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Screening of phonological awareness in the early elementary grades: an IRT approach

Screening of phonological awareness in the early elementary grades: an IRT approach The purpose of the present study was to explore the possibilities for the assessment of growth in phonological awareness of children in kindergarten and first grade. Phonological awareness was measured using four sets of items involving rhyming, phoneme identification, phoneme blending, and phoneme segmentation. The results of an exploratory factor analysis and analyses conducted within the framework of item response theory showed one latent ability to underlie the different sets of items, which nevertheless differed in difficulty. Analyses in terms of the children’s ability further showed the phonological awareness measures to be sensitive to growth. The amount of information supplied by the different sets of items depended on the children’s level of ability. The conclusion that it is possible to accurately monitor the development of children’s phonological awareness in the early elementary grades appears to be justified, and this possibility opens up new perspectives for the early screening for reading problems and dyslexia. http://www.deepdyve.com/assets/images/DeepDyve-Logo-lg.png Annals of Dyslexia Springer Journals

Screening of phonological awareness in the early elementary grades: an IRT approach

Annals of Dyslexia , Volume 57 (1) – May 22, 2007

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Publisher
Springer Journals
Copyright
Copyright © 2007 by The International Dyslexia Association
Subject
Linguistics; Language and Literature; Psycholinguistics; Education, general; Neurology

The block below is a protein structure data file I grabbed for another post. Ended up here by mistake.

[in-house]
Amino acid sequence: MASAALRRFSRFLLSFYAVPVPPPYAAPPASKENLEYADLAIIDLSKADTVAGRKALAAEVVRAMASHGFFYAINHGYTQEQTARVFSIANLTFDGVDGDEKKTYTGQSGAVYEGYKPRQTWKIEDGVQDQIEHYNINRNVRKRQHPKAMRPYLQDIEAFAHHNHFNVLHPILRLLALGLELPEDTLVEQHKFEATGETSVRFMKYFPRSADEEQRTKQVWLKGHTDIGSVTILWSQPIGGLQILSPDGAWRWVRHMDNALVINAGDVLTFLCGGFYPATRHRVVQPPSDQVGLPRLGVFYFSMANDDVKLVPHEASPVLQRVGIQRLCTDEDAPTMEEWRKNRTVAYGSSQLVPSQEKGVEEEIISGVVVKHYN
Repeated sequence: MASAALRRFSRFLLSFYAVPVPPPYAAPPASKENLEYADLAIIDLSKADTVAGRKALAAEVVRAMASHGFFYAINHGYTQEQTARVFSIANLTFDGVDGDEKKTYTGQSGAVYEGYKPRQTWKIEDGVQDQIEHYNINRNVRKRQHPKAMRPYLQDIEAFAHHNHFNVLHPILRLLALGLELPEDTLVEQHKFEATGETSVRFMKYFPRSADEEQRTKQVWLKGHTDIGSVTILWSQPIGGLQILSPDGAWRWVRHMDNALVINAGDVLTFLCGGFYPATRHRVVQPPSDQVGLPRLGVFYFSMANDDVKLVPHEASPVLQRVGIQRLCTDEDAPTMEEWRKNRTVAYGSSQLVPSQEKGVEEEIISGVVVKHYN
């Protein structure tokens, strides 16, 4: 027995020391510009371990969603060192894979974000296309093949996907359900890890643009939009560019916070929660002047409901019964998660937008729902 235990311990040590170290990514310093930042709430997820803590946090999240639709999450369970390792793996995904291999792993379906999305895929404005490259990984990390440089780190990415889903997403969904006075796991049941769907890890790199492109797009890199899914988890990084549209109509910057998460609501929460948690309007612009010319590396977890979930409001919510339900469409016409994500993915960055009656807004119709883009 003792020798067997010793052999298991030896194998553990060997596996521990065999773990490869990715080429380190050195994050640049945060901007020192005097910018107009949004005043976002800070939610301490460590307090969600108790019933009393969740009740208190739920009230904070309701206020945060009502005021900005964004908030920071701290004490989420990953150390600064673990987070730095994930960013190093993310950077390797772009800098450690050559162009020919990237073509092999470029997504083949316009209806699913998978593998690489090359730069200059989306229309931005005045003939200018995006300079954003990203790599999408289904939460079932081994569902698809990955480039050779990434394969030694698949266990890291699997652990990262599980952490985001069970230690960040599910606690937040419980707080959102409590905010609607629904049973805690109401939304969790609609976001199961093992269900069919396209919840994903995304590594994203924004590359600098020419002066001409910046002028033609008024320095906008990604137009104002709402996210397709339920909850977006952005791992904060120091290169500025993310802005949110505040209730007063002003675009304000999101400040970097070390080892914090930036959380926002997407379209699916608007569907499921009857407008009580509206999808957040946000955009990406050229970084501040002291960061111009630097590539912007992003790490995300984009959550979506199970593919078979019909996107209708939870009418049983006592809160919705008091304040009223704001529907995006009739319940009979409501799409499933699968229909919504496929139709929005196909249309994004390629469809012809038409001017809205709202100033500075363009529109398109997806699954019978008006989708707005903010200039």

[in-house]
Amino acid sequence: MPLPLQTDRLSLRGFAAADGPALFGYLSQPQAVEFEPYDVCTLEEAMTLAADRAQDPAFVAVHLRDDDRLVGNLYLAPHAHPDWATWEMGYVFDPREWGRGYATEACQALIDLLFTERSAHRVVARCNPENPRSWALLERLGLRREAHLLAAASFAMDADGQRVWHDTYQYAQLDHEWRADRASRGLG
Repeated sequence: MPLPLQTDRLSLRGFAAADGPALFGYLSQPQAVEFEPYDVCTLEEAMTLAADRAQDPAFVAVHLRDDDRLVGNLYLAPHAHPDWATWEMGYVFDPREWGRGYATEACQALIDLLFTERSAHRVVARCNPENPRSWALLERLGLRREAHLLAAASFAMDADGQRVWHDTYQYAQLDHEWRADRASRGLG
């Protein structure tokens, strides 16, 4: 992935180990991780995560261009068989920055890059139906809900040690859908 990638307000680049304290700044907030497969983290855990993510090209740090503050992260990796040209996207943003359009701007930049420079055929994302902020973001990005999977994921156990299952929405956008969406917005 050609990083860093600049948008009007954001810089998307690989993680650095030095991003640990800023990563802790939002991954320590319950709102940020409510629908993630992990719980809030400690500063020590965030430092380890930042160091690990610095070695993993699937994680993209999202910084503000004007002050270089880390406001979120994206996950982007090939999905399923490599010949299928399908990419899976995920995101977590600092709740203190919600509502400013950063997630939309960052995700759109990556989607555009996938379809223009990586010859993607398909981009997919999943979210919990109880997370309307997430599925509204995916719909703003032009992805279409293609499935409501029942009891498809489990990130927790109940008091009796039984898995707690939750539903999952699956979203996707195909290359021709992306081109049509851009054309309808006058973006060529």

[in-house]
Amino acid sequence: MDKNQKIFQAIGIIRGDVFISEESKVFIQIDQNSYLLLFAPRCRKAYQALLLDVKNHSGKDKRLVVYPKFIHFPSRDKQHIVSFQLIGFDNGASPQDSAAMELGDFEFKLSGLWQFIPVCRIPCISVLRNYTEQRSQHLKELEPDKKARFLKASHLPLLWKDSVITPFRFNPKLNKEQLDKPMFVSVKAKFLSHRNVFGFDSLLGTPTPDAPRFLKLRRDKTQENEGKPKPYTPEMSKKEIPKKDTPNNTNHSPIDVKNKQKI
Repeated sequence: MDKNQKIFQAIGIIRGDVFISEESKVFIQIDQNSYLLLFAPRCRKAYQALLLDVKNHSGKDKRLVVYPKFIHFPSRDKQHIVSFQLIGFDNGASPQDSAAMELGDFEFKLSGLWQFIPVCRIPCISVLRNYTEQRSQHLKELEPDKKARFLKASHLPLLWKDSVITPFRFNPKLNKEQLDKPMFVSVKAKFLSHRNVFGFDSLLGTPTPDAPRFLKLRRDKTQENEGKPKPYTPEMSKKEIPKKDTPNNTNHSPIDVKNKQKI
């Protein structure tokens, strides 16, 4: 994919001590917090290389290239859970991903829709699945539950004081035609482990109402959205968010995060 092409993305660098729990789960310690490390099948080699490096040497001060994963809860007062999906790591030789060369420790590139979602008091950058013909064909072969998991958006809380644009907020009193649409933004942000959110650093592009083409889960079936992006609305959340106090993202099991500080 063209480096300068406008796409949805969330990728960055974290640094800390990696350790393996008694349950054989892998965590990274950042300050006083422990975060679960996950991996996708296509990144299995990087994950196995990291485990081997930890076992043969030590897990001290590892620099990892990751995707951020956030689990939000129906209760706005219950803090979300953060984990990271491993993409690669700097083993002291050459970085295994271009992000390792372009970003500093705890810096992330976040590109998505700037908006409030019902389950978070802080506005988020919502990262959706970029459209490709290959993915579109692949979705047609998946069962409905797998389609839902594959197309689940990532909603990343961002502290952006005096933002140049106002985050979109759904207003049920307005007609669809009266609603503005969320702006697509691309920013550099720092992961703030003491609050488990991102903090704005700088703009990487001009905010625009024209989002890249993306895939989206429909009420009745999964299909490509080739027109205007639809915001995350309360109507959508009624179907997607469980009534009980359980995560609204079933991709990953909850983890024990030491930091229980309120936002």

ISSN
0736-9387
eISSN
1934-7243
DOI
10.1007/s11881-007-0001-2
pmid
17849215
Publisher site
See Article on Publisher Site

Abstract

The purpose of the present study was to explore the possibilities for the assessment of growth in phonological awareness of children in kindergarten and first grade. Phonological awareness was measured using four sets of items involving rhyming, phoneme identification, phoneme blending, and phoneme segmentation. The results of an exploratory factor analysis and analyses conducted within the framework of item response theory showed one latent ability to underlie the different sets of items, which nevertheless differed in difficulty. Analyses in terms of the children’s ability further showed the phonological awareness measures to be sensitive to growth. The amount of information supplied by the different sets of items depended on the children’s level of ability. The conclusion that it is possible to accurately monitor the development of children’s phonological awareness in the early elementary grades appears to be justified, and this possibility opens up new perspectives for the early screening for reading problems and dyslexia.

Journal

Annals of DyslexiaSpringer Journals

Published: May 22, 2007

References